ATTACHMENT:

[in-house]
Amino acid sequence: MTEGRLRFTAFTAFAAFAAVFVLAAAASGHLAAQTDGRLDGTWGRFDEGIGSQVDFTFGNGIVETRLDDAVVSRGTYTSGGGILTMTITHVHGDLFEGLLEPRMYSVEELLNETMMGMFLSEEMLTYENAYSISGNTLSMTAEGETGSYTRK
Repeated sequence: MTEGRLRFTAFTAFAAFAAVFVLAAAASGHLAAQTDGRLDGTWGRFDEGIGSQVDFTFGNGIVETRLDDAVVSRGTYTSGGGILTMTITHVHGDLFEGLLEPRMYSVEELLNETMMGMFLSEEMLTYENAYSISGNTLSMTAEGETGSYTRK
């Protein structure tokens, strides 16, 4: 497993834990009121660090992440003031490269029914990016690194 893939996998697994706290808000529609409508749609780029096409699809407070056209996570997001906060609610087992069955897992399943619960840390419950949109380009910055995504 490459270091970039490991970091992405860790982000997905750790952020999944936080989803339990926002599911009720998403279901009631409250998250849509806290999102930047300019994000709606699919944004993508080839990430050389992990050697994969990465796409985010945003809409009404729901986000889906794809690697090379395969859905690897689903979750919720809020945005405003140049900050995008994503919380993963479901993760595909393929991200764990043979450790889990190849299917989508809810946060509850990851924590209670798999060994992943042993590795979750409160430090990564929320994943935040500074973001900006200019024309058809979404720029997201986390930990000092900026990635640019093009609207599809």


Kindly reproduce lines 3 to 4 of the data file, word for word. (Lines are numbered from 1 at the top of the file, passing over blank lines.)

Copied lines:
Repeated sequence: MTEGRLRFTAFTAFAAFAAVFVLAAAASGHLAAQTDGRLDGTWGRFDEGIGSQVDFTFGNGIVETRLDDAVVSRGTYTSGGGILTMTITHVHGDLFEGLLEPRMYSVEELLNETMMGMFLSEEMLTYENAYSISGNTLSMTAEGETGSYTRK
């Protein structure tokens, strides 16, 4: 497993834990009121660090992440003031490269029914990016690194 893939996998697994706290808000529609409508749609780029096409699809407070056209996570997001906060609610087992069955897992399943619960840390419950949109380009910055995504 490459270091970039490991970091992405860790982000997905750790952020999944936080989803339990926002599911009720998403279901009631409250998250849509806290999102930047300019994000709606699919944004993508080839990430050389992990050697994969990465796409985010945003809409009404729901986000889906794809690697090379395969859905690897689903979750919720809020945005405003140049900050995008994503919380993963479901993760595909393929991200764990043979450790889990190849299917989508809810946060509850990851924590209670798999060994992943042993590795979750409160430090990564929320994943935040500074973001900006200019024309058809979404720029997201986390930990000092900026990635640019093009609207599809």